It’s a rare thing when bands garner comparison to the big leagues on their first outing. There’s even more reason to take note when it’s an EP, rather than a full-length record, that’s causing all the hullabaloo. Such is the case with Skytown Riot, the Knoxville, Tenn. quartet, and their new EP, Soul or System.
Skytown Riot takes pages from the books of bands that have built their careers on filling stadiums with monstrous riffs and choruses that beg to be sung along to. On “Misbehave”, it seems as if frontman Van Gallik has attended the Adam Levine school of vocal swagger. When pianos come into play, like on “The Afterglow”, you can’t help but wonder if Chris Martin from Coldplay is secretly a guest member. And when Gallik lets loose with those aforementioned massive riffs? Sometimes they’re shiny and slick, sometimes they’re raw and jagged, but regardless, it sounds like the second coming of Muse.
What’s really striking about this EP is the sense of completeness and maturity that resonates through many of the tracks. A lot of that is owed to Cody Hensley on keys. When it comes to piano-tinged anthem rock, it takes more than a little talent to maintain balance. For every Coldplay or Muse, there are six bands that can’t successfully meld their classical/orchestral and alternative rock sides. Skytown Riot has a long way to go before they can join the ranks of those powerhouses, but the basic building blocks are certainly there.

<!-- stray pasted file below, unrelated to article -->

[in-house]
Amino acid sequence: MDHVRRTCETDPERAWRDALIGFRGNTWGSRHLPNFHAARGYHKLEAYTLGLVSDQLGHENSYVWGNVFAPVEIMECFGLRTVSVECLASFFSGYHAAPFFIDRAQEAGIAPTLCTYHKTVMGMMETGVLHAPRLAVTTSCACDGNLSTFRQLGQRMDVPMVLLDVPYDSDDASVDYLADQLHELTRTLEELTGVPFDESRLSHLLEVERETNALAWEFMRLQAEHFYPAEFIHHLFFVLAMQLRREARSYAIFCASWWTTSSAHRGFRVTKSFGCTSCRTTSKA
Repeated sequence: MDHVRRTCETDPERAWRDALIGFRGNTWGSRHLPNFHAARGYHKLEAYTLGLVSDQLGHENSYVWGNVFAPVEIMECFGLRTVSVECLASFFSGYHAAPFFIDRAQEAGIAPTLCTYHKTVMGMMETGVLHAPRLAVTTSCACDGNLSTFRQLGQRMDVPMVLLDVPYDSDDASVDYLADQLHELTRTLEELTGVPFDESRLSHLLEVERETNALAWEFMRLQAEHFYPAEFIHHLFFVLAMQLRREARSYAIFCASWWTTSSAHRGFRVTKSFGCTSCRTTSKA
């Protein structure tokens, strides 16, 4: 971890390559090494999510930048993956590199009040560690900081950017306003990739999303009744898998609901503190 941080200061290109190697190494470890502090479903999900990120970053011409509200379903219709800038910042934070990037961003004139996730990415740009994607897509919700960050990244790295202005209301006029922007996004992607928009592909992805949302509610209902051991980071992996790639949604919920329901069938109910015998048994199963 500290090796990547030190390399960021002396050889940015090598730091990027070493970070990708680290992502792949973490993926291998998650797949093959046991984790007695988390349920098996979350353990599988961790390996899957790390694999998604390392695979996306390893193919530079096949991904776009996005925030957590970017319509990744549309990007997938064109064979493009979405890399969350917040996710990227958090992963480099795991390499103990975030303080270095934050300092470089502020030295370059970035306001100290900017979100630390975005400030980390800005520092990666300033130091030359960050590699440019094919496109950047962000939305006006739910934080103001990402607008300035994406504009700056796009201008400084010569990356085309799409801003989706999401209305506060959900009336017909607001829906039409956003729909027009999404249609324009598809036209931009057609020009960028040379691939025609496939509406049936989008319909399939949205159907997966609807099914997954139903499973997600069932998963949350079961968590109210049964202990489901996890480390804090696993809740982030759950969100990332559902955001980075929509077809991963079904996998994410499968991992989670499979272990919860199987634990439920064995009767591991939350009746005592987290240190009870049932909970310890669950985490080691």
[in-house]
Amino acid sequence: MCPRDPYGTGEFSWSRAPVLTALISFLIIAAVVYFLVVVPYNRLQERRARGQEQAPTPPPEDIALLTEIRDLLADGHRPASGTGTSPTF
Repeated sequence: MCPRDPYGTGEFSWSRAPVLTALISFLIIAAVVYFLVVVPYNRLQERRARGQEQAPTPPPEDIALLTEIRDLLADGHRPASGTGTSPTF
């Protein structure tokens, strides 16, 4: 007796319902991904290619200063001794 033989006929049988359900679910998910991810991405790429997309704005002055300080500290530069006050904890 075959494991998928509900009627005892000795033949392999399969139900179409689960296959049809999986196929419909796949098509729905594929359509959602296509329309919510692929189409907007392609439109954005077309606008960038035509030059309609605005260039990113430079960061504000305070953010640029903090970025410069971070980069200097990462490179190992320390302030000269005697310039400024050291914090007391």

Equally praiseworthy is the use of strings. These two components are used throughout Soul Or System, but they never feel superfluous or simply added to impress. Rather, they’re complements to the alternative rock side of Skytown Riot. They never get overwhelmed and instead aptly hold their own against the rather bombastic drums and guitars. The pianos and strings, particularly in “The Afterglow”, add a completely new dimension, one that keeps the stadium-ready parts of Soul Or System from feeling too over-the-top.
Make no mistake about it, despite these classical tinges, Skytown Riot’s music is definitely catered to stadium-sized crowds. “Runaway Princess” is a particular standout. Yet another example of a talented balancing act, “Princess” combines gorgeous, spidery guitar riffs with morbid lyrics that detail the sordid fall of a “debut depressive drama queen.” The chorus, when it explodes from the melodic depths of the opening verses, is insanely catchy. This is a song built to reach the rafters and get the pit dancing.
On Soul Or System, the one track that doesn’t gel with the others is appropriately the song that Skytown Riot wasn’t originally responsible for. “The House of the Rising Sun” has been a favorite choice for cover songs for years, particularly for American bands based in the southern United States. Skytown Riot’s version, particularly the old-fashioned production, complete with a crackling vinyl intro, just doesn’t work well when surrounded by the rest of the smooth and slick tracks. It’s not at all a bad cover, but when put alongside with the rest of Soul Or System, it gets overshadowed.
Skytown Riot are still arguably in the very beginning of their career. By all accounts, they shouldn’t have such a strong sonic skeleton already in place. Somehow, though, they’ve managed to pull off sounding both seasoned and fresh in Soul Or System. Despite the title of their EP, you don’t have to choose between soul – present in their wailing guitars and stirring strings – and system – evident in the perfect balance and high production value. They’re both here in spades.